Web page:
While dealing with psychiatry patients it is important to understand what having odd ideas mean and to decide if a patient has delusions, hallucinations or a major thought disorder , because if present the helps in making a proper diagnosis and then a good treatment plan.
Patients may be reluctant to reveal odd ideas.
“Have you ever had any thoughts which might now seem odd; perhaps that there is a conspiracy
against you, or that you are controlled by outside voices or the radio?”
Hallucination: is defined as a perception in the absence of external stimulus and these may be visual, auditory, tactile etc involving almost any of the five senses.
There are many different causes. It could be due to a mental illness like in schizophrenia or a nervous system disorder like Parkinson's disease. Tactile or visual hallucinations (without auditory hallucinations) suggest an organic disorder (e.g alcohol withdrawal).
A pseudo-hallucination is one in which the person knows the stimulus is in the mind (e.g a voice heard within him- or herself, rather than over the left shoulder). They are more common, and does not indicate a mental illness, but they may be a sign that a genuine hallucination is waning.
Delusions are firm beliefs that do not change, even when a person is presented with conflicting evidence. If the belief arrives fully formed, and with no antecedent events or experiences to account for it, it is said to be primary, and is suggestive of schizophrenia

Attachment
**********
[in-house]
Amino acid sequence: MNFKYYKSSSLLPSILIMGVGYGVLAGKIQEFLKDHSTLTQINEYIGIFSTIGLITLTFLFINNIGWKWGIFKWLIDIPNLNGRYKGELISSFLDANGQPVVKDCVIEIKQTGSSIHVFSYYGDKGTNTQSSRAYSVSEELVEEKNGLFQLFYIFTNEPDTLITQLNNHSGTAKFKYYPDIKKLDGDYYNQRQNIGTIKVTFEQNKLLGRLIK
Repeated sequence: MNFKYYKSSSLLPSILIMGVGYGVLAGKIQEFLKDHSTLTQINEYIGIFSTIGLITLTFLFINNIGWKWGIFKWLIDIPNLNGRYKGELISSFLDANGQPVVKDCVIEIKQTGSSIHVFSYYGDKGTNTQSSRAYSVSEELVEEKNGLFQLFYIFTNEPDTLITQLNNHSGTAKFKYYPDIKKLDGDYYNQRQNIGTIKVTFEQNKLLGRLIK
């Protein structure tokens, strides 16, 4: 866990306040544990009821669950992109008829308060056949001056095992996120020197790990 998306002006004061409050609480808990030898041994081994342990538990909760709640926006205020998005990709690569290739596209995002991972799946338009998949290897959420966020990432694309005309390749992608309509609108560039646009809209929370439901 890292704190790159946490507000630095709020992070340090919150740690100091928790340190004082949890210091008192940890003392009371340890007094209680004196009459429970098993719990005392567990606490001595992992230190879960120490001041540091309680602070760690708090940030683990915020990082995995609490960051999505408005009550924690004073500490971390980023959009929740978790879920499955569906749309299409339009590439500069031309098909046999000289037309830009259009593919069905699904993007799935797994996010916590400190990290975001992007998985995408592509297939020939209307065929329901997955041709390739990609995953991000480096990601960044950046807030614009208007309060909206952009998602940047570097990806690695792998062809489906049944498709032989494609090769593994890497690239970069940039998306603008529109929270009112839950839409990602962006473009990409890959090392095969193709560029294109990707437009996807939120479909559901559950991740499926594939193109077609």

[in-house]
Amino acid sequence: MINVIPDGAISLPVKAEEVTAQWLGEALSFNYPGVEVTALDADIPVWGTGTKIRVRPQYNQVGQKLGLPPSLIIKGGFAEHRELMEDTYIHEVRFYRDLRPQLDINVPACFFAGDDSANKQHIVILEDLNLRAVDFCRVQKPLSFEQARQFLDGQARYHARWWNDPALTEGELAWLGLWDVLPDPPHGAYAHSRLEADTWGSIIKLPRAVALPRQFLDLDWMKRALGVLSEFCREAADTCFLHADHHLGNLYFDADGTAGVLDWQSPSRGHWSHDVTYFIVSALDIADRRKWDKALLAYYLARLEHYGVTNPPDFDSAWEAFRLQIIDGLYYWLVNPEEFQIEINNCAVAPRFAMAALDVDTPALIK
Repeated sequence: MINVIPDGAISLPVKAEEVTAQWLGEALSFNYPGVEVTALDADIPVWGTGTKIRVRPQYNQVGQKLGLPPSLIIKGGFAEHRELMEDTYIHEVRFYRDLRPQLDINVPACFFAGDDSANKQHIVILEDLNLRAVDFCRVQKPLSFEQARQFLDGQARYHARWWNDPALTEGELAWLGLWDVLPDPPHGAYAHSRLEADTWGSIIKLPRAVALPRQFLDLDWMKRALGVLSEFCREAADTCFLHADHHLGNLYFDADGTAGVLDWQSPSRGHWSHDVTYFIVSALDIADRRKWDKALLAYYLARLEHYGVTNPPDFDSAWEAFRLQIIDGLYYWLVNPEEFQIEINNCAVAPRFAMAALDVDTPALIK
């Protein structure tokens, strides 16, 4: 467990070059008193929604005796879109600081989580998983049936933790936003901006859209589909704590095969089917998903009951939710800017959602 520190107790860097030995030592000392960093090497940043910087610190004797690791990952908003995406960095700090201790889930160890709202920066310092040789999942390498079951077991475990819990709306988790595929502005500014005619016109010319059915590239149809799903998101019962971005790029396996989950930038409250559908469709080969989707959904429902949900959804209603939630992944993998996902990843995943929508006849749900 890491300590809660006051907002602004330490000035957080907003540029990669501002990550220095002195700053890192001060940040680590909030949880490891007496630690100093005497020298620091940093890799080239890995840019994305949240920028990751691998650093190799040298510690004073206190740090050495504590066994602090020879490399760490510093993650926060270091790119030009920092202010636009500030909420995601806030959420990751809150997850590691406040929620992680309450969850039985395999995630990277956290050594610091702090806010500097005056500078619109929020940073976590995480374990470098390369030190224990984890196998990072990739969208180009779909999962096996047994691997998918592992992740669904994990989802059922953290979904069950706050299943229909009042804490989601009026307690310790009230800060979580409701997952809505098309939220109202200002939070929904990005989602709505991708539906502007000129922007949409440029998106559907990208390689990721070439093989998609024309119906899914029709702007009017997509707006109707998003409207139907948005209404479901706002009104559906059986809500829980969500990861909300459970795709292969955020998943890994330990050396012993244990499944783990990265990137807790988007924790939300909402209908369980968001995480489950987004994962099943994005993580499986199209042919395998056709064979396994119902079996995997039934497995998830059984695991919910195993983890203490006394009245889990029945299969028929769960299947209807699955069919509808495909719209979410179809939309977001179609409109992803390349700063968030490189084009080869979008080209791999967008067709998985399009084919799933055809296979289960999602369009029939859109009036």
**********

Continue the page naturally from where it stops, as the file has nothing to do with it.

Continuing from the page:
A careful history will some times reveal that delusions are secondary—e.g a person who is psychotically depressed may come to think of himself as being literally worthless.
Delusional disorder refers to a condition in which an individual displays one or more delusions for one month or longer. Delusional disorder is distinct from schizophrenia and cannot be diagnosed if a person meets the criteria for schizophrenia. If a person has delusional disorder, functioning is generally not impaired and behavior is not obviously odd, with the exception of the delusion.
There are several different types of delusional disorders, and each type captures a particular theme within a person's delusions. A few examples are given below:
- Grandiose: An individual believes that he or she has some great but unrecognized talent or insight, a special identity, knowledge, power, self-worth, or relationship with someone famous or with God.
- Jealous: An individual believes that his or her partner has been unfaithful.
- Somatic: An individual believes that he or she is experiencing physical sensations or bodily dysfunctions, such as foul odors or insects crawling on or under the skin, or is suffering from a general medical condition or defect.